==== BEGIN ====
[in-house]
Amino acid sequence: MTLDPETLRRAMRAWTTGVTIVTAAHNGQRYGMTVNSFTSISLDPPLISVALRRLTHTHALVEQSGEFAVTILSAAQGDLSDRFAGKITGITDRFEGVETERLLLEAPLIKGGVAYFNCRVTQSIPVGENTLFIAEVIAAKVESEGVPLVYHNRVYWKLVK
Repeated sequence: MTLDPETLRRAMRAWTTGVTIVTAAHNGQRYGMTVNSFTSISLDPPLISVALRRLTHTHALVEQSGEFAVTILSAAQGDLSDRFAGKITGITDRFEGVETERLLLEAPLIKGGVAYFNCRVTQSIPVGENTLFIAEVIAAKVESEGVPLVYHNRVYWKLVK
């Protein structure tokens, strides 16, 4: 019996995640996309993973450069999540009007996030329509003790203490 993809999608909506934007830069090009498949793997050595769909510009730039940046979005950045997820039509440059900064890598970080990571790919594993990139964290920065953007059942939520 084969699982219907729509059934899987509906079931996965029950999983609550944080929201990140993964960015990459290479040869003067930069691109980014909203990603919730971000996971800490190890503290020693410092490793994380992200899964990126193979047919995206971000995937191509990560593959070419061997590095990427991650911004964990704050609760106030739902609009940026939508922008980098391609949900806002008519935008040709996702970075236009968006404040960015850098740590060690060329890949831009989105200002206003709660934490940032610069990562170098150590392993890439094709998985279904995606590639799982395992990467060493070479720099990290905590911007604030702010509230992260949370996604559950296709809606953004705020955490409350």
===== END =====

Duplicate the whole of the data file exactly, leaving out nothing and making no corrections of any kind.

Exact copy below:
[in-house]
Amino acid sequence: MTLDPETLRRAMRAWTTGVTIVTAAHNGQRYGMTVNSFTSISLDPPLISVALRRLTHTHALVEQSGEFAVTILSAAQGDLSDRFAGKITGITDRFEGVETERLLLEAPLIKGGVAYFNCRVTQSIPVGENTLFIAEVIAAKVESEGVPLVYHNRVYWKLVK
Repeated sequence: MTLDPETLRRAMRAWTTGVTIVTAAHNGQRYGMTVNSFTSISLDPPLISVALRRLTHTHALVEQSGEFAVTILSAAQGDLSDRFAGKITGITDRFEGVETERLLLEAPLIKGGVAYFNCRVTQSIPVGENTLFIAEVIAAKVESEGVPLVYHNRVYWKLVK
């Protein structure tokens, strides 16, 4: 019996995640996309993973450069999540009007996030329509003790203490 993809999608909506934007830069090009498949793997050595769909510009730039940046979005950045997820039509440059900064890598970080990571790919594993990139964290920065953007059942939520 084969699982219907729509059934899987509906079931996965029950999983609550944080929201990140993964960015990459290479040869003067930069691109980014909203990603919730971000996971800490190890503290020693410092490793994380992200899964990126193979047919995206971000995937191509990560593959070419061997590095990427991650911004964990704050609760106030739902609009940026939508922008980098391609949900806002008519935008040709996702970075236009968006404040960015850098740590060690060329890949831009989105200002206003709660934490940032610069990562170098150590392993890439094709998985279904995606590639799982395992990467060493070479720099990290905590911007604030702010509230992260949370996604559950296709809606953004705020955490409350």